The term equinox has been derived from the Latin word Equinoxium. It means ‘equality between day and night’. There are two equinoxes, March Equinox and the September Equinox. The Equinox that occurs in March is known as Vernal Equinox in the Northern Hemisphere and the Autumnal Equinox in the Southern Hemisphere.
The Equinox that occurs in September is Vernal (spring) equinox of Southern Hemisphere and the Autumnal (fall) Equinox of the Northern Hemisphere. The equinox actually occurs at a specific moment in time when the Sun crosses the celestial equator but some cultures around the world celebrate the whole day.
Quick Facts: –
- On the equinoxes, day and night are of almost same duration at most time zones of the world.
- In reality though equinoxes do not have exactly 12 hours of daylight.
- The date of an equinox is not fixed due to the earth’s elliptical orbit of the sun.
- The March Equinox happens on March 19, 20 or 21 and the September Equinox occurs on September 22 or 23 every year.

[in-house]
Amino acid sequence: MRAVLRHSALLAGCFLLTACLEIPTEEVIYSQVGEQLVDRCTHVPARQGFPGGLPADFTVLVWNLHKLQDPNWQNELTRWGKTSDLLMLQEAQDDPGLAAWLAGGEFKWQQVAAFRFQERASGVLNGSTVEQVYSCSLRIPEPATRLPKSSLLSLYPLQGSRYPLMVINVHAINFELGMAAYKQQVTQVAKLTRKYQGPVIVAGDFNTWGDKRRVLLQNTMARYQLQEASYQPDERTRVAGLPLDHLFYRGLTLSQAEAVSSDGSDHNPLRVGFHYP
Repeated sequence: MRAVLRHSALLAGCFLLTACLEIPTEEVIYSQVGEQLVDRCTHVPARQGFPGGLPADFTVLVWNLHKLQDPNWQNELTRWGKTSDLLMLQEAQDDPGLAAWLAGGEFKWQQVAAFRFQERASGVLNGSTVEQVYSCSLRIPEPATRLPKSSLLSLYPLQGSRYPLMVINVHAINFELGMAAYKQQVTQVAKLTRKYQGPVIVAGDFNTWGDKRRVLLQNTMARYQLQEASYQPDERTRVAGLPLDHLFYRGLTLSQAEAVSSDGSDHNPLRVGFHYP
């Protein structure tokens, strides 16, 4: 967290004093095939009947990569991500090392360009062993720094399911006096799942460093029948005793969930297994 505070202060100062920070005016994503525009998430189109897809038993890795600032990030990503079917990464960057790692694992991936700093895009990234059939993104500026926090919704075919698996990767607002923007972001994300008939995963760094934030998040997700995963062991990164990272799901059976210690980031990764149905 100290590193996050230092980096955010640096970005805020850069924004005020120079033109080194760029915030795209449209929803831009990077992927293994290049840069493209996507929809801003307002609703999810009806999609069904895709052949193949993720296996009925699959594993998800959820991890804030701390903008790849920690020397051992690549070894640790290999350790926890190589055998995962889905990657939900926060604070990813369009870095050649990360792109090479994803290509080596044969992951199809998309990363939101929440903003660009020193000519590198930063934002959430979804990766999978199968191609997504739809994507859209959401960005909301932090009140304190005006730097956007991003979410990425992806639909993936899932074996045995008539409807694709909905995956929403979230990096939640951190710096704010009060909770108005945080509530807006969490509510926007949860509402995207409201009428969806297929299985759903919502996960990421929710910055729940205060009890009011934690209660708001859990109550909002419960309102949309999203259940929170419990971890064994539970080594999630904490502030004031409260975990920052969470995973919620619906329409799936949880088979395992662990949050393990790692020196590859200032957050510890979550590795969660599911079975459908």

- The Earth’s axis is always tilted at an angle of about 23.5° in relation to the ecliptic. On the equinoxes, the tilt of the Earth’s axis is perpendicular to the Sun’s rays.
- The equinox happens at the same time around the world.
- Many festivals are celebrated in different countries around the world at the time of the Vernal Equinox like: – Easter, Holi, Passover etc.
- Vernal Equinox marks the beginning of the new astrological year.
- Some people confuse equinox and solstice with each other but in actual, both of them are completely different.
- Equinoxes occur when the earth is at the midpoint of its axis.